I could not disagree more with a central plank of your a argument – that in order to reach out to and represent LGBT people we somehow need to ensure they are disproportionately represented among our candidates. Are you really suggesting that as a straight person I am not capable of thinking about and advocating the needs of my LGBT friends? If we follow this argumnent to its natural conclusion of course the inverse would be true – that LGBT people can only effectively represent those who are just like them. Which of course is rubbish. Or is it that you are implying that somehow Labour has a selection bias against LGBT people? I find that difficult believe as those who join Labour do so to fight for equality. My fear with your suggestion – which ammounts to a sort of LGBT only shortlist – is where does their use stop? Should we not be controling for every social category to ensure perfectly proportionate (or in this case advantagious) representation for any minority or marginalised group? We could have places reserved for every race, minority religions, even (could you imagine it?) working class people! Of course pretty quickly we’d run out of categories leaving some groups left out completely.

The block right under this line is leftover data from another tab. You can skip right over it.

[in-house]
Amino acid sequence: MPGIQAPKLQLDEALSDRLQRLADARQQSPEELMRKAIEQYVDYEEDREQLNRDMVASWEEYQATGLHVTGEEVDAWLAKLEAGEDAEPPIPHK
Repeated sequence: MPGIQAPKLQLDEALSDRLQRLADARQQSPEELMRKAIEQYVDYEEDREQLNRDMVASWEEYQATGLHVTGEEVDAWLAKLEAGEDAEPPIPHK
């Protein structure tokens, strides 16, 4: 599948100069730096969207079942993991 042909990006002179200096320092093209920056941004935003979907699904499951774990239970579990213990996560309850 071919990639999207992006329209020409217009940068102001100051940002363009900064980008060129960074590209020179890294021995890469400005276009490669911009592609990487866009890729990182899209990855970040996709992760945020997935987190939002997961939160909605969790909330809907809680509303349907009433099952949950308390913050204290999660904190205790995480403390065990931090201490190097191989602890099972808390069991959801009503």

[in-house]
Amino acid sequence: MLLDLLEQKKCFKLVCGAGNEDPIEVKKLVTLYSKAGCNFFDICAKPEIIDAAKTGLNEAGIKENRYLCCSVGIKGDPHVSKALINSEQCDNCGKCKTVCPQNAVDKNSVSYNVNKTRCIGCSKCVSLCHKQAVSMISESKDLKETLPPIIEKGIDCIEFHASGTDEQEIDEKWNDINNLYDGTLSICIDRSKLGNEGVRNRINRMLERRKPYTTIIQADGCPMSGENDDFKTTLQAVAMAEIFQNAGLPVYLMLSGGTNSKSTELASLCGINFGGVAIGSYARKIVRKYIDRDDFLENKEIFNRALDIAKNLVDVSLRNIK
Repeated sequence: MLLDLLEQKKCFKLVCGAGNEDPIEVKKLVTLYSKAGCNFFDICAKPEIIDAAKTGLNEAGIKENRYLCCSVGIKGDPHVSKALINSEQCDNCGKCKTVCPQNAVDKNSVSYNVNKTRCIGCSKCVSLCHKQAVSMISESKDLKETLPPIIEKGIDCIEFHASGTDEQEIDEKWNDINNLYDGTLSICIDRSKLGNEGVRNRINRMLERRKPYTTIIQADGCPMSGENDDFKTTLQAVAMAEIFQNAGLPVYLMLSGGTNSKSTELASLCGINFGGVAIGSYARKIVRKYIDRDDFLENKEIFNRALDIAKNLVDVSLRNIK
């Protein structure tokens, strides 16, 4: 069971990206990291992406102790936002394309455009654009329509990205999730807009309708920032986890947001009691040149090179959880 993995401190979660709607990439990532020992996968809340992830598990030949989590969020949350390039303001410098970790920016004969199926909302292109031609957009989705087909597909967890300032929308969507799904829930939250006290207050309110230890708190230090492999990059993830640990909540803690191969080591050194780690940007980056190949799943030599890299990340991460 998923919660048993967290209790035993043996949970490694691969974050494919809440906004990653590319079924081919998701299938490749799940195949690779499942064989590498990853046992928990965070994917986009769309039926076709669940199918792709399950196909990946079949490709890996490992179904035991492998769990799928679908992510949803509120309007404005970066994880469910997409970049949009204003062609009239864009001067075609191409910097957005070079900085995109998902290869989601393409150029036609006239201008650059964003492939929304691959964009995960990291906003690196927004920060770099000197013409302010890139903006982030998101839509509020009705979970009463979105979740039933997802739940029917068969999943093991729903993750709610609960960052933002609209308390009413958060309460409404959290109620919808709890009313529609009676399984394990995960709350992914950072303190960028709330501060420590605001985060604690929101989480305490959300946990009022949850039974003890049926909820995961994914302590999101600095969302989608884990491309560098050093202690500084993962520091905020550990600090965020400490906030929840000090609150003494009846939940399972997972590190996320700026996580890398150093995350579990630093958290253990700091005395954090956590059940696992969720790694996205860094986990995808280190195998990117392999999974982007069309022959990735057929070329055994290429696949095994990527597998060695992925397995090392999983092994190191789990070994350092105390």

• NT86

    Haven’t Labour’s all-women shortlists taught us anything about how promotion due to race/gender/sexuality/etc, etc alone deprive more capable candidates from contesting elections? I 100% support gay marriage and LGBT rights more widely, but positive discrimination is still discrimination. That’s not to say that there’s no qualified candidate who is gay, because I’m sure there is.

    The majority of Labour’s MP’s are straight. That didn’t stop them from having exceptional records on gay rights during Labour’s time in government. The Parliamentary party is expected to overwhelmingly vote in favour of equal marriage when it comes to Commons. Labour MEP’s gay or straight would do a great job of representing the party in Brussels in the face of Tory and UKIP members.